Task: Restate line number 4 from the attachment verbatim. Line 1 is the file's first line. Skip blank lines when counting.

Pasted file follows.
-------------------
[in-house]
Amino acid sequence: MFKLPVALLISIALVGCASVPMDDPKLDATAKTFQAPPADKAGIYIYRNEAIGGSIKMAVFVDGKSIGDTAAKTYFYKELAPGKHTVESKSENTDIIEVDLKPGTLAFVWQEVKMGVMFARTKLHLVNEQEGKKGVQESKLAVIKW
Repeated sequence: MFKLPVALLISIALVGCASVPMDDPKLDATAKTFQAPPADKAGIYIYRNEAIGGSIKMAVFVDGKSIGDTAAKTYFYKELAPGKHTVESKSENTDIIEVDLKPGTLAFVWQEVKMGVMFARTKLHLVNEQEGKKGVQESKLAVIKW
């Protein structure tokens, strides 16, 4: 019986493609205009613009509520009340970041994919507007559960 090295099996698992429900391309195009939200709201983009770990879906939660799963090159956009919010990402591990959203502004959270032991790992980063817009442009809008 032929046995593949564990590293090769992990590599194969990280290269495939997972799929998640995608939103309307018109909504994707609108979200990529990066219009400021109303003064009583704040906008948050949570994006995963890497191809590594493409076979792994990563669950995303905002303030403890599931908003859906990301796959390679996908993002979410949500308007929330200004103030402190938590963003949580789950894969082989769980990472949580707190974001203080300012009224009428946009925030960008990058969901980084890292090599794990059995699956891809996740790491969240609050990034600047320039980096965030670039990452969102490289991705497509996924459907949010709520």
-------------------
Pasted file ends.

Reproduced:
């Protein structure tokens, strides 16, 4: 019986493609205009613009509520009340970041994919507007559960 090295099996698992429900391309195009939200709201983009770990879906939660799963090159956009919010990402591990959203502004959270032991790992980063817009442009809008 032929046995593949564990590293090769992990590599194969990280290269495939997972799929998640995608939103309307018109909504994707609108979200990529990066219009400021109303003064009583704040906008948050949570994006995963890497191809590594493409076979792994990563669950995303905002303030403890599931908003859906990301796959390679996908993002979410949500308007929330200004103030402190938590963003949580789950894969082989769980990472949580707190974001203080300012009224009428946009925030960008990058969901980084890292090599794990059995699956891809996740790491969240609050990034600047320039980096965030670039990452969102490289991705497509996924459907949010709520």